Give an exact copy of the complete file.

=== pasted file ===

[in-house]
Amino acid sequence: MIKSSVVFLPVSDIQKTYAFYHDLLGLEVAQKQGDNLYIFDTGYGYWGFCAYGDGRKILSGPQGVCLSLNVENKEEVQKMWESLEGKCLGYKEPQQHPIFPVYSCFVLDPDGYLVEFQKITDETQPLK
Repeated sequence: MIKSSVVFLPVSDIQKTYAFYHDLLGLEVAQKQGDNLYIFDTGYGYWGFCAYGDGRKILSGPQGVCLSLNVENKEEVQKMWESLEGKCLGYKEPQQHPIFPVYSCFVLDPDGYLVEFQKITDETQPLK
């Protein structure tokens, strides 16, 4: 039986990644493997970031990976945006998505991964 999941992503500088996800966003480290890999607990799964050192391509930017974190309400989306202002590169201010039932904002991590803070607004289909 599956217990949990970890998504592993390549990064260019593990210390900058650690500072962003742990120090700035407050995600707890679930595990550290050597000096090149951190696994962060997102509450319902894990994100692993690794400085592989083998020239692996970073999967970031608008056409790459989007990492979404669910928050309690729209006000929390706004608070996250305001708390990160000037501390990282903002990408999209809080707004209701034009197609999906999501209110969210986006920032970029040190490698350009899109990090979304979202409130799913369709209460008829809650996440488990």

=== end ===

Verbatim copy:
[in-house]
Amino acid sequence: MIKSSVVFLPVSDIQKTYAFYHDLLGLEVAQKQGDNLYIFDTGYGYWGFCAYGDGRKILSGPQGVCLSLNVENKEEVQKMWESLEGKCLGYKEPQQHPIFPVYSCFVLDPDGYLVEFQKITDETQPLK
Repeated sequence: MIKSSVVFLPVSDIQKTYAFYHDLLGLEVAQKQGDNLYIFDTGYGYWGFCAYGDGRKILSGPQGVCLSLNVENKEEVQKMWESLEGKCLGYKEPQQHPIFPVYSCFVLDPDGYLVEFQKITDETQPLK
């Protein structure tokens, strides 16, 4: 039986990644493997970031990976945006998505991964 999941992503500088996800966003480290890999607990799964050192391509930017974190309400989306202002590169201010039932904002991590803070607004289909 599956217990949990970890998504592993390549990064260019593990210390900058650690500072962003742990120090700035407050995600707890679930595990550290050597000096090149951190696994962060997102509450319902894990994100692993690794400085592989083998020239692996970073999967970031608008056409790459989007990492979404669910928050309690729209006000929390706004608070996250305001708390990160000037501390990282903002990408999209809080707004209701034009197609999906999501209110969210986006920032970029040190490698350009899109990090979304979202409130799913369709209460008829809650996440488990």